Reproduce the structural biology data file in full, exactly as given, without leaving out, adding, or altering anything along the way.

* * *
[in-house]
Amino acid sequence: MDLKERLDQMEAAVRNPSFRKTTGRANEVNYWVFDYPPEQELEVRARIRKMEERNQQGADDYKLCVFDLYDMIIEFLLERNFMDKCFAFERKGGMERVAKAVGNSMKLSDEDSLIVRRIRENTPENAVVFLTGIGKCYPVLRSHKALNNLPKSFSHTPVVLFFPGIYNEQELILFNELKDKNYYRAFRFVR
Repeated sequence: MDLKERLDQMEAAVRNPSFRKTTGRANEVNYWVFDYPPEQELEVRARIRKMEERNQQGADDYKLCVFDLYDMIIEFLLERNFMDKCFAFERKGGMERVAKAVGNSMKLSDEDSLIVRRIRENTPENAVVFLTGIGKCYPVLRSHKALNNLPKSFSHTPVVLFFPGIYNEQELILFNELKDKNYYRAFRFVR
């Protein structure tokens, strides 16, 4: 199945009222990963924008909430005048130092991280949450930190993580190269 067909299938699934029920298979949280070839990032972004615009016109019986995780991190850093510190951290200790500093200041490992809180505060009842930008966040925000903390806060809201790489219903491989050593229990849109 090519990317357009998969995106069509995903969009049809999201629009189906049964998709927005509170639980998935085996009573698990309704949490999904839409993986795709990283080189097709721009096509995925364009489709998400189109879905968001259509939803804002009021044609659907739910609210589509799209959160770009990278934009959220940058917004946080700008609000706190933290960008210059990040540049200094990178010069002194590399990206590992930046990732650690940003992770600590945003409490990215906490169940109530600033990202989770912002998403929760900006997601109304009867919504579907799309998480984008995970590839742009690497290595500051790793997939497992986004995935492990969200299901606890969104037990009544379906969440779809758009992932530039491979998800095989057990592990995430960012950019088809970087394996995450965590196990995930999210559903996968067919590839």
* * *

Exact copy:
[in-house]
Amino acid sequence: MDLKERLDQMEAAVRNPSFRKTTGRANEVNYWVFDYPPEQELEVRARIRKMEERNQQGADDYKLCVFDLYDMIIEFLLERNFMDKCFAFERKGGMERVAKAVGNSMKLSDEDSLIVRRIRENTPENAVVFLTGIGKCYPVLRSHKALNNLPKSFSHTPVVLFFPGIYNEQELILFNELKDKNYYRAFRFVR
Repeated sequence: MDLKERLDQMEAAVRNPSFRKTTGRANEVNYWVFDYPPEQELEVRARIRKMEERNQQGADDYKLCVFDLYDMIIEFLLERNFMDKCFAFERKGGMERVAKAVGNSMKLSDEDSLIVRRIRENTPENAVVFLTGIGKCYPVLRSHKALNNLPKSFSHTPVVLFFPGIYNEQELILFNELKDKNYYRAFRFVR
């Protein structure tokens, strides 16, 4: 199945009222990963924008909430005048130092991280949450930190993580190269 067909299938699934029920298979949280070839990032972004615009016109019986995780991190850093510190951290200790500093200041490992809180505060009842930008966040925000903390806060809201790489219903491989050593229990849109 090519990317357009998969995106069509995903969009049809999201629009189906049964998709927005509170639980998935085996009573698990309704949490999904839409993986795709990283080189097709721009096509995925364009489709998400189109879905968001259509939803804002009021044609659907739910609210589509799209959160770009990278934009959220940058917004946080700008609000706190933290960008210059990040540049200094990178010069002194590399990206590992930046990732650690940003992770600590945003409490990215906490169940109530600033990202989770912002998403929760900006997601109304009867919504579907799309998480984008995970590839742009690497290595500051790793997939497992986004995935492990969200299901606890969104037990009544379906969440779809758009992932530039491979998800095989057990592990995430960012950019088809970087394996995450965590196990995930999210559903996968067919590839």